Saturday, May 5, 2012
The Politics of the NCAA
The NCAA is always examining its own rules and policies in order to create more 'parity', yet the same four schools continue their stranglehold on the title year after year. While the supposed rules of the game have changed, the same people are involved and thus, not much has changed at all. This year, three teams (Alabama, Florida and UCLA) finished within a tenth of a point. On paper it was a close meet and anyone could've won it, but the behind the scenes shenanigans are truly the most fascinating. Yes, the results can be debated, but so too can the way the politics played out. A year or so ago, I posted a look at which judges have know allegiances to which schools based on years and years of a time when they were able to judge the same home meets for teams year after year. These judges became a part of the 'program.' While meet assignments are now randomized, these same judges still have their affiliations and it played out in a big way.
EF Results It is loads of fun putting your cursor over the score, seeing which judge gave which score, and then checking the judges list.
On the day of the Super Six, a friend of mine (a judge), texted me saying that the floor judges were going to be focusing on differentiating between the double arabians at the meet. It was a curious statement, as a double arabian is one of the harder skills being done in a time when double tucks are becoming common mounts. I instantly texted back saying, 'well I guess Florida is fucked.' Alaina Johnson has a gorgeous double arabian, albeit with a cowboy with pointed feet, and wouldn't it be convenient for her score to be lower than it had been all season due to this 'focus.' My friend texted me saying Marissa King was also warming up a double arabian. Marissa never scores as well with her double arabian because the judges hammer her for taking a step forward with forward momentum. My friend wound up dismissing it at the time before watching the meet unfold.
Other schools had already been on alert as to the meet ref. Sandy Oldham's best friend happens to be Sarah Patterson. It isn't unusual for coaches to be BFFs with judges and officials. Carole Ide, the longtime meet assigner, is best friends with Suzanne Yoculan and Val Kondos. That goes a long way at NCAAs.
Cut to the initial judges meeting at NCAAs: Sandy Oldham "allegedly" (cough allegedly cough) let it be known three times that judges "should not pay attention to rankings or be influenced by them. They don't mean anything. This is going to be a close meet." It is curious that she said it so many times, but it is also curious considering that Florida and Oklahoma worked their asses off to be at the time. The new kids banging on the door of an NCAA title were already at a loss, as their season of success meant nil. Note that Sandy Oldham was also the meet ref at the Alabama-Florida meet when Florida got hammered with 9.750s on floor, while Alabama (sans Geralen Stack Eaton) double tucked their way to a 49.650 on floor. Florida was definitely at a disadvantage when its suspected 'homer judge' Evelyn Chandler wasn't on the panel. Brock White, a UCLA/UGA judge, was also not on the panel. (Remember that UGA got a season high on bars when Ide and Brock were judging in 2011.)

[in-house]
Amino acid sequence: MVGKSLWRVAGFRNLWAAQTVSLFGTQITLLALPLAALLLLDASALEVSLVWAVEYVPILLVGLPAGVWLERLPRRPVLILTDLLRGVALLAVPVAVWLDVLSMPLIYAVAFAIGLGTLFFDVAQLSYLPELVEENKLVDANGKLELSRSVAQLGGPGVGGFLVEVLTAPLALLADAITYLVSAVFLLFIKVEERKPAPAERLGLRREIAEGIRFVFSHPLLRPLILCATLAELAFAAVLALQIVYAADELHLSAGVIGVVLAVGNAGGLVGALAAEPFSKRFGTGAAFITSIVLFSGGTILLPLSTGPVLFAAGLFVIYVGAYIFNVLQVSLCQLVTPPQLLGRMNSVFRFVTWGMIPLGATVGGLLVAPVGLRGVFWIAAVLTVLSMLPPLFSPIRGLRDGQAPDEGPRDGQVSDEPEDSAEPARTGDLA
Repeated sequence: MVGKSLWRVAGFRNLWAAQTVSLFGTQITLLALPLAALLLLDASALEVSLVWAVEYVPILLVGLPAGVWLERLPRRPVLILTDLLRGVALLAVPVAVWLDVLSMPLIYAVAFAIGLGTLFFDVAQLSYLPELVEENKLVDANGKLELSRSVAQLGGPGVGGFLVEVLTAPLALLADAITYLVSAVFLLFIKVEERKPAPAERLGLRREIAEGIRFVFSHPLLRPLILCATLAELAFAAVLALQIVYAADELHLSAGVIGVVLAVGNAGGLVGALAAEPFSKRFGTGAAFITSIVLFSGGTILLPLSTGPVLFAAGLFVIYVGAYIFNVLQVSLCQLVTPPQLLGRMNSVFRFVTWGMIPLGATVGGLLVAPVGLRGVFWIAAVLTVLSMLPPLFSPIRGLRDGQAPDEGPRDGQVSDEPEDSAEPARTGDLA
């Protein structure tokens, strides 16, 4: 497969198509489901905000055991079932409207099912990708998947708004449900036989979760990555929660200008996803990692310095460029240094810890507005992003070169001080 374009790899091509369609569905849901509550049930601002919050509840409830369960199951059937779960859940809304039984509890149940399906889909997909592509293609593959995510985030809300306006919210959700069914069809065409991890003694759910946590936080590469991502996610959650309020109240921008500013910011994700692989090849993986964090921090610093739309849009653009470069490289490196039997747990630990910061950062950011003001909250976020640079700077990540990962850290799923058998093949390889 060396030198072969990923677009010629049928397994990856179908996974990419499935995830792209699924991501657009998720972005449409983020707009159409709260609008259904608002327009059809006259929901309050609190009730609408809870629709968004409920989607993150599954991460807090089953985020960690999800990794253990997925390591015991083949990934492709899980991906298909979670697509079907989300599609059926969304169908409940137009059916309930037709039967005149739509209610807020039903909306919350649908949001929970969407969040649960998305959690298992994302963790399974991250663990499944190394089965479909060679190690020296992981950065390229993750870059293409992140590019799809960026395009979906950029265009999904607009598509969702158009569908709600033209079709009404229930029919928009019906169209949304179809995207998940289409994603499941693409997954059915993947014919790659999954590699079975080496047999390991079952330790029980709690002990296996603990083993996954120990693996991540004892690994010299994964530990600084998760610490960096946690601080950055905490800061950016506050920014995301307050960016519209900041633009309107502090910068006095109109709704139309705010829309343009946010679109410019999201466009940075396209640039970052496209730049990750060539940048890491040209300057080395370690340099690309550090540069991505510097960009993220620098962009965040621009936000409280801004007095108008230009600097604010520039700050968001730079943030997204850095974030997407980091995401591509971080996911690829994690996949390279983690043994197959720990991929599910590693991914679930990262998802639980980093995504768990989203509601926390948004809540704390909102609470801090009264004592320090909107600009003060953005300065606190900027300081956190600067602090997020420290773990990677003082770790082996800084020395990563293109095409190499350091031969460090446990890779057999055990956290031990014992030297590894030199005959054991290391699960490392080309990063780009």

Note that Oklahoma and Florida were hammered on floor, where Carole Ide was a judge. Carole's marks actually weren't that suspect at the championships, but the judges were hammering double arabians. Kudos to Linda Fenton who gave Elyse Hopfner Hibbs a 9.950 on floor for going out of bounds.
The most interesting judge of note may well have been Marian Dykes in event finals, who not only is suspected of being a long time Georgia judge, but the buzz is that she feels the SEC rivalry to her core and is most definitely NOT a supporter of other SEC schools. Just note: Marian gave Kytra Hunter a 9.850 on floor in event finals (which a Gym Dog won.)
Now, this may all be a fun conspiracy, or there might be something to it, but Rhonda and KJ are going to have to be a hell of a lot better than the competition if they plan on taking home the trophy any time soon.
UCLA and Alabama were definitely given the benefit of the doubt with scores at NCAAs. While Alabama won with their consistency, UCLA pulled scores for gymnasts like Mattie Larson that were unseasonably high in the Super Six Finals. Unfortunately, a few uncharacteristic mistakes on beam by veterans cost GGMB's savior of gymnastics from hoisting a trophy yet again.